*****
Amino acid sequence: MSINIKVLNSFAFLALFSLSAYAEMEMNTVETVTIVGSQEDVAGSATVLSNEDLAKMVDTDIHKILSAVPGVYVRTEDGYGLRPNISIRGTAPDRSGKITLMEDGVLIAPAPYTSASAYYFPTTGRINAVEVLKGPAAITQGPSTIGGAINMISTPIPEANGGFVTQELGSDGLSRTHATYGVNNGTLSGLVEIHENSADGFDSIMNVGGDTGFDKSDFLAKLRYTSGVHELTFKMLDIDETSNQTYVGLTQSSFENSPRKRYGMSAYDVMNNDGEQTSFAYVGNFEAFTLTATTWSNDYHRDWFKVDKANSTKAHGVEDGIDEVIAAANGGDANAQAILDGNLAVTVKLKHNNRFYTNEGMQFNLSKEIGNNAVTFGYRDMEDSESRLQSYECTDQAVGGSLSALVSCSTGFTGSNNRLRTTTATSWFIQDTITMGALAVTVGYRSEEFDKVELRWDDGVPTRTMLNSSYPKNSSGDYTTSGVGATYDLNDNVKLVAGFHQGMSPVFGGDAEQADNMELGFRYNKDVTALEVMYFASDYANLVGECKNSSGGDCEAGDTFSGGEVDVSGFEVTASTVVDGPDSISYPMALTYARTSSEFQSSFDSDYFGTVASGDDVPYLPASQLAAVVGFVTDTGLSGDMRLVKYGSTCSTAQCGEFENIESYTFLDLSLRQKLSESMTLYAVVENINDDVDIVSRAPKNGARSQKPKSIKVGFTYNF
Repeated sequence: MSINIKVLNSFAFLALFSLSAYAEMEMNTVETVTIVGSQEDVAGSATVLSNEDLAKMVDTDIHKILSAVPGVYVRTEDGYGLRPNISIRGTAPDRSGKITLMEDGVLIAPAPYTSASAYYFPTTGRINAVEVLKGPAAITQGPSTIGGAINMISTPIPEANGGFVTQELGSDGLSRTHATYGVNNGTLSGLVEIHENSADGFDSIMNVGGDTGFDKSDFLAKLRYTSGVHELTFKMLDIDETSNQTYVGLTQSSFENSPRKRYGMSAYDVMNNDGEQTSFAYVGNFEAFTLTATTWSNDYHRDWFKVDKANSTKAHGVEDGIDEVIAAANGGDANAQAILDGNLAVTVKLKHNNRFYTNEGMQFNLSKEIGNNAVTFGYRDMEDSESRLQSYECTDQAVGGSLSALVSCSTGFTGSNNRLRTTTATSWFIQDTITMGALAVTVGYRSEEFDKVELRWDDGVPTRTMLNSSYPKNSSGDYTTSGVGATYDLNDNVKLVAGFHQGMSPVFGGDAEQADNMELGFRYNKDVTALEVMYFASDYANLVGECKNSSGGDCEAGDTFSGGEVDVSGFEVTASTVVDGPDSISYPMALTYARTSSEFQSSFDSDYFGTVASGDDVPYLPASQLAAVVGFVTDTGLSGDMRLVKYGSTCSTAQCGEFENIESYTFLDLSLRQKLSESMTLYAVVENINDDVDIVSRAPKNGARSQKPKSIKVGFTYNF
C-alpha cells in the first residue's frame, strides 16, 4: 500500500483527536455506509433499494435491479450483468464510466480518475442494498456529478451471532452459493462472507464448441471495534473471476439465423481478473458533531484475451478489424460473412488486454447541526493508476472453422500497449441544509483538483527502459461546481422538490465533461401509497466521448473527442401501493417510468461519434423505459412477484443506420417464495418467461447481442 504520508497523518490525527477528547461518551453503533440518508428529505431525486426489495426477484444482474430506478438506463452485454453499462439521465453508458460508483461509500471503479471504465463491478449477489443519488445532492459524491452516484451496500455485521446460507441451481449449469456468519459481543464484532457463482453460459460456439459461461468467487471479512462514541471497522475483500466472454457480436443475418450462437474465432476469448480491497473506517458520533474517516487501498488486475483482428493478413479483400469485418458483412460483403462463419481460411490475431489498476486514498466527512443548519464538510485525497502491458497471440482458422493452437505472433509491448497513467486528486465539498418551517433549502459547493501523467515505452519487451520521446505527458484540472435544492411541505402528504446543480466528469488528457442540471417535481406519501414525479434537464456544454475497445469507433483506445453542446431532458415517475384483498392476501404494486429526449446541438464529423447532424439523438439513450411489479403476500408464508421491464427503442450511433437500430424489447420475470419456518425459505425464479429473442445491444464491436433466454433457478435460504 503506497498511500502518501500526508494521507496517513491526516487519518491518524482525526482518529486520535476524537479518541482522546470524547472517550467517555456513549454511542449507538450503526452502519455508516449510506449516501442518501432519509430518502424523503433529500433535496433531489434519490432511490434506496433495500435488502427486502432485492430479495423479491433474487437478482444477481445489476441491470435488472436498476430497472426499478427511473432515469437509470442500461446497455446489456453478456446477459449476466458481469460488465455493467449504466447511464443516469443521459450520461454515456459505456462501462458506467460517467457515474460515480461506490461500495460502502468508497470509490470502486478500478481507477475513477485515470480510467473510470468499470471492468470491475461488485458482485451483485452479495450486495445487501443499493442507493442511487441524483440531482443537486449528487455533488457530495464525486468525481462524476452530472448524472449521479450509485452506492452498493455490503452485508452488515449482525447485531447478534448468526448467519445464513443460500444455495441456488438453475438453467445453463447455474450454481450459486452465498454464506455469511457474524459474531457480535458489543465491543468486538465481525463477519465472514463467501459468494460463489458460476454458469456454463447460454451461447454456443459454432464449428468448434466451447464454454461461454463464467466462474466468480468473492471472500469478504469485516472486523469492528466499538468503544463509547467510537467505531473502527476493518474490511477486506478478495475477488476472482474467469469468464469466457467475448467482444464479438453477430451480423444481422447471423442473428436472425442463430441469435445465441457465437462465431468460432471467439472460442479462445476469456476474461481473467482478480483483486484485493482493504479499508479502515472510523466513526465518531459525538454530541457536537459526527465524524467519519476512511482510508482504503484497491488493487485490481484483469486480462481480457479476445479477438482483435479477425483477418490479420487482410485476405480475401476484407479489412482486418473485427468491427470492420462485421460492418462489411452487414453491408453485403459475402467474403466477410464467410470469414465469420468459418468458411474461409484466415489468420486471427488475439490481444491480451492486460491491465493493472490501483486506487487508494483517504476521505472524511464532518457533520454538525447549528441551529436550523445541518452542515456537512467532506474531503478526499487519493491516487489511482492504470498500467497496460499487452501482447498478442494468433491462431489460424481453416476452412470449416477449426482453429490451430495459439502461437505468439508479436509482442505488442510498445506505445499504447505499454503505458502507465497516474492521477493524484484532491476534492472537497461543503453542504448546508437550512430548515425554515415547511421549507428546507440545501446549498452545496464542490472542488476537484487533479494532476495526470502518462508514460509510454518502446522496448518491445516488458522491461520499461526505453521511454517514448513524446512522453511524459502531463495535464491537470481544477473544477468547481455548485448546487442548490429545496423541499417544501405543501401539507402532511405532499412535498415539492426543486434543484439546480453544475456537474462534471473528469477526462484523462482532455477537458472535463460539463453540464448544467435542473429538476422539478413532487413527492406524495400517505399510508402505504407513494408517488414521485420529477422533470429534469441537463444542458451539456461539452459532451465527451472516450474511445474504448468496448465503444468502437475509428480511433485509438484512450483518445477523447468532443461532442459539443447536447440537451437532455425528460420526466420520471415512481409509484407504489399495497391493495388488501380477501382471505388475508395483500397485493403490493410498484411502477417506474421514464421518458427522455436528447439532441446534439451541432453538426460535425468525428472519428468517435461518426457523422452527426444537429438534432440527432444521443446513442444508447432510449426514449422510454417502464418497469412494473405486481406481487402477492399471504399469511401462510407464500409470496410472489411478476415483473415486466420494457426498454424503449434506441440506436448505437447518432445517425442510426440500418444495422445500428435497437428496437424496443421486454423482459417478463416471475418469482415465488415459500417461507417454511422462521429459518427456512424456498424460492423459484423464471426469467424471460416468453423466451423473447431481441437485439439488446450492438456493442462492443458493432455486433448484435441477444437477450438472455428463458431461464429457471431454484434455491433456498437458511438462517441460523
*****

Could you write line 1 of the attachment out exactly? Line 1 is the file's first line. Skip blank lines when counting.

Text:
Amino acid sequence: MSINIKVLNSFAFLALFSLSAYAEMEMNTVETVTIVGSQEDVAGSATVLSNEDLAKMVDTDIHKILSAVPGVYVRTEDGYGLRPNISIRGTAPDRSGKITLMEDGVLIAPAPYTSASAYYFPTTGRINAVEVLKGPAAITQGPSTIGGAINMISTPIPEANGGFVTQELGSDGLSRTHATYGVNNGTLSGLVEIHENSADGFDSIMNVGGDTGFDKSDFLAKLRYTSGVHELTFKMLDIDETSNQTYVGLTQSSFENSPRKRYGMSAYDVMNNDGEQTSFAYVGNFEAFTLTATTWSNDYHRDWFKVDKANSTKAHGVEDGIDEVIAAANGGDANAQAILDGNLAVTVKLKHNNRFYTNEGMQFNLSKEIGNNAVTFGYRDMEDSESRLQSYECTDQAVGGSLSALVSCSTGFTGSNNRLRTTTATSWFIQDTITMGALAVTVGYRSEEFDKVELRWDDGVPTRTMLNSSYPKNSSGDYTTSGVGATYDLNDNVKLVAGFHQGMSPVFGGDAEQADNMELGFRYNKDVTALEVMYFASDYANLVGECKNSSGGDCEAGDTFSGGEVDVSGFEVTASTVVDGPDSISYPMALTYARTSSEFQSSFDSDYFGTVASGDDVPYLPASQLAAVVGFVTDTGLSGDMRLVKYGSTCSTAQCGEFENIESYTFLDLSLRQKLSESMTLYAVVENINDDVDIVSRAPKNGARSQKPKSIKVGFTYNF